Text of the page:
Kraken to disclose data of its crypto traders to US taxman
San Francisco-based cryptocurrency exchange Kraken is set to comply with a court order that mandates the submission of data concerning thousands of its users to the Internal Revenue Service (IRS). This decision impacts a total of 42,017 Kraken accounts.
The court order, stemming from a legal battle that began in May 2021, requires Kraken to provide details of customers’ transactions exceeding $20,000 between 2016 and 2020. The information includes users’ account histories, personal details such as names, dates of birth, Tax IDs, addresses, and contact information. This compliance is specifically targeted at users based in the United States who participated in the specified transactions.
Kraken, while adhering to the court’s decision, frames its compliance as a victory for privacy rights. The company asserts that it contested the IRS’s initial demands, which sought even more extensive personal data. As a result, the court reduced both the number of affected clients and the amount of client data required.
This isn’t the first instance of a crypto exchange being mandated to share user data with the IRS. In 2018, Coinbase informed 13,000 of its users that it would provide their taxpayer IDs, names, birth dates, addresses, and transaction records from 2013 to 2015 to the tax authority. The U.S. Court of Appeals is currently reviewing a related case where a Coinbase user, James Harper, is appealing against the IRS to limit the government’s access to users’ transaction histories.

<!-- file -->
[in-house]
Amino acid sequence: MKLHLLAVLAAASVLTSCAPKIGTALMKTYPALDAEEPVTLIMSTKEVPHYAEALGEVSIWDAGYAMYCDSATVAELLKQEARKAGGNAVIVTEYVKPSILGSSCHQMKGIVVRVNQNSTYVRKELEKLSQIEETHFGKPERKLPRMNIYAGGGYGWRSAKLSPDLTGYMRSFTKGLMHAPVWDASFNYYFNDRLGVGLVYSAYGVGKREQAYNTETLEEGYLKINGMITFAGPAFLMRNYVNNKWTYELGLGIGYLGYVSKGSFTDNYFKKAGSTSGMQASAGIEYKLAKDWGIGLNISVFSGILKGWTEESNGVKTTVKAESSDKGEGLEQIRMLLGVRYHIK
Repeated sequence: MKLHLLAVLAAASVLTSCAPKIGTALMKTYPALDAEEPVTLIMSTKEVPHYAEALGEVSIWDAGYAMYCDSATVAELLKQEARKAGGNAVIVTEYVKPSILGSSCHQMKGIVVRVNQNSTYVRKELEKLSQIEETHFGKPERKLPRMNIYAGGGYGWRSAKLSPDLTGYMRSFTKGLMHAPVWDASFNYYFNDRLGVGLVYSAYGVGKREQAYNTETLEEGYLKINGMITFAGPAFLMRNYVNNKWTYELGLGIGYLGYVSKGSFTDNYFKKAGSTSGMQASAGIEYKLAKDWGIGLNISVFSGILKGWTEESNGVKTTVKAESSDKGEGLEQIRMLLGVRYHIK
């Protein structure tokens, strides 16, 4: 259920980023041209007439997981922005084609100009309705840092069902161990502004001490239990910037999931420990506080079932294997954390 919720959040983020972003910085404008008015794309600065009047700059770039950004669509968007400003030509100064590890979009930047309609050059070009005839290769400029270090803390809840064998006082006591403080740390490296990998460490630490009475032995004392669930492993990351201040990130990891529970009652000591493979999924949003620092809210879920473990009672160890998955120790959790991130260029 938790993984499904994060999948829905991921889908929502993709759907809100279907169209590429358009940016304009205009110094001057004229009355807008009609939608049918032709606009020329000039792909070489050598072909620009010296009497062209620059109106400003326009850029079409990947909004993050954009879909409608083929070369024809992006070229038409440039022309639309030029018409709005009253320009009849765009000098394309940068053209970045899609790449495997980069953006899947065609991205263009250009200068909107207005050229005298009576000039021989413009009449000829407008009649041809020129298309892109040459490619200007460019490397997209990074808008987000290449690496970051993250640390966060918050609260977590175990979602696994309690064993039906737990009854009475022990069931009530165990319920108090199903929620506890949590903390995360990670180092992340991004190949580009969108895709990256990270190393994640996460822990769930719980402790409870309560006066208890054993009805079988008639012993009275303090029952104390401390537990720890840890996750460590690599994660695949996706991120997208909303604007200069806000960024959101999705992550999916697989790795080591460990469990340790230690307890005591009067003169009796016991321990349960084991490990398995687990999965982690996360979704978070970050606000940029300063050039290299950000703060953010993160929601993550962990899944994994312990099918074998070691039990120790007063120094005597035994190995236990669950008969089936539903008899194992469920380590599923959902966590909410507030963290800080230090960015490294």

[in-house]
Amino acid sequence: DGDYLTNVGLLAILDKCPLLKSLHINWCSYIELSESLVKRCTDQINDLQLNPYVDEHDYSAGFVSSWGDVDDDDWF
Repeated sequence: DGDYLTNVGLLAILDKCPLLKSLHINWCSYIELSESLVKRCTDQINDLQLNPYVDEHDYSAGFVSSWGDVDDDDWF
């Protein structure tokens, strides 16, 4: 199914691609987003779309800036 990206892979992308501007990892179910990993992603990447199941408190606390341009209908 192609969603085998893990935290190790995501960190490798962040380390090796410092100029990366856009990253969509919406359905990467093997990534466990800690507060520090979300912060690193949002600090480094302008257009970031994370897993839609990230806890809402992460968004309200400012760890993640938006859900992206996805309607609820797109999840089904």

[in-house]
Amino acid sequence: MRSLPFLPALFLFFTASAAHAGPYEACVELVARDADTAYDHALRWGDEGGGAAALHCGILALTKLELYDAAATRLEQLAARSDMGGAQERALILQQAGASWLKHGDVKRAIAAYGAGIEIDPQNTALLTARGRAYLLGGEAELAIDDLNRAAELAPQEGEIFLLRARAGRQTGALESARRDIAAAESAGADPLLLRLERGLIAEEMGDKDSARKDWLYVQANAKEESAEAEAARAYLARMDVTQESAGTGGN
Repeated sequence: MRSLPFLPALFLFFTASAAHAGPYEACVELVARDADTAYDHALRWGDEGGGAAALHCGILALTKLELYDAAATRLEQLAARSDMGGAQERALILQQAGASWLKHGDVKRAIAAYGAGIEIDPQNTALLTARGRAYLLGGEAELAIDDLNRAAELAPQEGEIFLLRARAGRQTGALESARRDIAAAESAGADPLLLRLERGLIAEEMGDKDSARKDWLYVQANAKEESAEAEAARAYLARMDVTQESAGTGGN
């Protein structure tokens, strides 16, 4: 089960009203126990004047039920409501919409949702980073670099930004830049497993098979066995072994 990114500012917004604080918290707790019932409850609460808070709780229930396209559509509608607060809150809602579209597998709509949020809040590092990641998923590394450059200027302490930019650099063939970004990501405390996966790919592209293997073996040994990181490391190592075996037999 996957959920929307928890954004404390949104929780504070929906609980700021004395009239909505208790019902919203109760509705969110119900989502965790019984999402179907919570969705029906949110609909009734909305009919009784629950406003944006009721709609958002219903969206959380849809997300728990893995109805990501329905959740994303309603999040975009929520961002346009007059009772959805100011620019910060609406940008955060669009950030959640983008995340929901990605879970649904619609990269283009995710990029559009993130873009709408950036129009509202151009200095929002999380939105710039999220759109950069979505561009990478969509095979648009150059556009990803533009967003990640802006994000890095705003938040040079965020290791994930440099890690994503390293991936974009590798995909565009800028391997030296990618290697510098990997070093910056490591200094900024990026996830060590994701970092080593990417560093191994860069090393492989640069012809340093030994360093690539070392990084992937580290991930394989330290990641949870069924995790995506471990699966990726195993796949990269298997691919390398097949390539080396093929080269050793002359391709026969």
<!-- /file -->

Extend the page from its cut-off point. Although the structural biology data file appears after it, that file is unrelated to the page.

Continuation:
In September 2022, a federal court authorized the IRS to issue a so-called John Doe summons for taxpayers who may have failed to report and pay taxes on cryptocurrency transactions.
Specifically, the order enabled the IRS to collect information about customers of cryptocurrency prime broker SFOX. The summons required M.Y. Safra Bank to produce information concerning SFOX customers who conducted at least $20,000 in transactions in cryptocurrency between 2016 and 2021.
The IRS said it plans to make public criminal tax-evasion cases involving cryptocurrency, which opens a new front in the agency’s burgeoning scrutiny of the industry.
As described further in the petition, though taxpayers are required to report any associated profits and losses on their crypto dealings, the IRS’s experience “has demonstrated significant tax compliance deficiencies relating to cryptocurrencies and other digital assets.”
Based on its recent experiences with cryptocurrencies, the IRS believes that crypto transactions are not being properly reported on tax returns. Among other reasons, the authority says there is no third-party reporting to the IRS on such transactions, and previous summonses served on other cryptocurrency dealers have revealed significant underreporting of such transactions.